Exemplified on those pillars of heaviosity from the ground zero year of 1970, In Rock and Very 'eavy, Very 'umble, organ driven hard rock litters the eras releases big and small. One tune I keep coming back to is Boomerang's "Juke it" from their self titled 1971 LP. Boomerang's organist Mark Stein helped start it all as a member of Vanilla Fudge in the sixties, and formed Boomerang following the Fudge's break up.
"Juke It" announces its arrival with a lead lined boot kicking down your front door, and we're thrust headlong into a juggernaut of a guitar/Hammond riff, one that struggles to negotiate each beat as the weight of every note seems to drag down its forward movement. Jo Casmir intones the sorry state of his sorry existence, one on the verge of collapse lest his woman lend a hand and help him "juke it," the tune building up and spilling over via a tumbling phrase that sounds like the guitar and Hammond are engaged in an electric whip battle.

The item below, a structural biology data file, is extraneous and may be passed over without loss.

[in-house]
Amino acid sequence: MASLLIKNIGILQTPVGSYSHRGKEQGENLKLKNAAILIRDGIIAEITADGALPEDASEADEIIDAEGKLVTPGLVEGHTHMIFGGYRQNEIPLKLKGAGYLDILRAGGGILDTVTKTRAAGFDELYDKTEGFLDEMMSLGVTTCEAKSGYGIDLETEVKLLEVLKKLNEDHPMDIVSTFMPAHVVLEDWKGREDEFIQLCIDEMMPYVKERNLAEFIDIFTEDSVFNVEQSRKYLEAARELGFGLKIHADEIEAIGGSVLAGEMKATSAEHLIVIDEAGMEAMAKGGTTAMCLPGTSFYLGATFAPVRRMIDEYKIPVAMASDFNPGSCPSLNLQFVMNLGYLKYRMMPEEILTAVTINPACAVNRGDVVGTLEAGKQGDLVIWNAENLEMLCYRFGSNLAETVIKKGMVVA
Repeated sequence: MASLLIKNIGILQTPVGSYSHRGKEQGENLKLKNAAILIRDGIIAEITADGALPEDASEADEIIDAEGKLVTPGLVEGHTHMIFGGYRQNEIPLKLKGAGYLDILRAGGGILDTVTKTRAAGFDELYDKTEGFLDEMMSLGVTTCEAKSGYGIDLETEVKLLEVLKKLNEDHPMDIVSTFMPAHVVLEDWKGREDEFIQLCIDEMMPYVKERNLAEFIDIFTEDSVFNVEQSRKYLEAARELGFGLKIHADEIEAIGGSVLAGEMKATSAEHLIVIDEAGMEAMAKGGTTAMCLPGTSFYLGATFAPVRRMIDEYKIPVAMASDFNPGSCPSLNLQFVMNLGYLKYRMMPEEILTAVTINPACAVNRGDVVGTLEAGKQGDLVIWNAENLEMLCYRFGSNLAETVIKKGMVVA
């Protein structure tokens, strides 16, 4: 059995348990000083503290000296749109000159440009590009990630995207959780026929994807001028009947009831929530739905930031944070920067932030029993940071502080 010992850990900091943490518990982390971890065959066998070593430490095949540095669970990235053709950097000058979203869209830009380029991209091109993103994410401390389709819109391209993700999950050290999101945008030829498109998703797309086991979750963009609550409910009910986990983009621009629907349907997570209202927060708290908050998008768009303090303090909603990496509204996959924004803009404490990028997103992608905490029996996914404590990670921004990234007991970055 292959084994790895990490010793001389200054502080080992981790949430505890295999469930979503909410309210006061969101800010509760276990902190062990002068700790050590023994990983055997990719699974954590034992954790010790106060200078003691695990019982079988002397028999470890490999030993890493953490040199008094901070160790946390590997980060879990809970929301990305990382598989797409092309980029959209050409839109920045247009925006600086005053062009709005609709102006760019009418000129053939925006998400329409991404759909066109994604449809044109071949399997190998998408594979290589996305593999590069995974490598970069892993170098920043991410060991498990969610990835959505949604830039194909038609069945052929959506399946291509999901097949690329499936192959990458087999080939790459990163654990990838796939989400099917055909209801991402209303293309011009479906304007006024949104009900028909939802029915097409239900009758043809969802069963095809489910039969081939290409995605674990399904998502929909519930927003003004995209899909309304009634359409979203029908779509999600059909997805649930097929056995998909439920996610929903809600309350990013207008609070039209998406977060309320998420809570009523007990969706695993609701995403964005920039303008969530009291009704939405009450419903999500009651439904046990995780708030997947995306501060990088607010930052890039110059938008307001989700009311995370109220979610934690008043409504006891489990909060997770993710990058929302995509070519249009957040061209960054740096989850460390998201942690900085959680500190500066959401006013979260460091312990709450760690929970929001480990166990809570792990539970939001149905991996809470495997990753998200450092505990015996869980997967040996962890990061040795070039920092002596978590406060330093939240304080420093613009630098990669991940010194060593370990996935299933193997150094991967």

"Juke It's" extended bridge finds guitarist Richard Ramirez1 in full stranglehold mode on the neck, first via a descending lick that pierces the meaty underbelly of the rhythm section, then a meandering solo that steps on the wah-wah for some expressive note wringing, howls of nickel plated pain summoned forth. "I know you'd feel so warm inside" bellows Casmir, now in the full throes of carnal frustration, Boomerang propelling the song back home to it's finale, one that finds that lashing lick dismantled, reassembled and repeated in a psychopathic attack on the listener. Oh, the humanity!
Though tracks like "The Peddler" and "Cynthia Fever" come close, the remainder of Boomerang fails to reclaim the might of "Juke It," slipping in too many soul ballads and some flaccid funk that strangely predicts Deep Purple's own stumbles on Stormbringer, even employing a dual lead vocals that are a dead ringer for Coverdale/Hughes.
1 yes you read that correctly, but I'm assuming this is an unfortunate coincidence and not a young Night Stalker on guitar?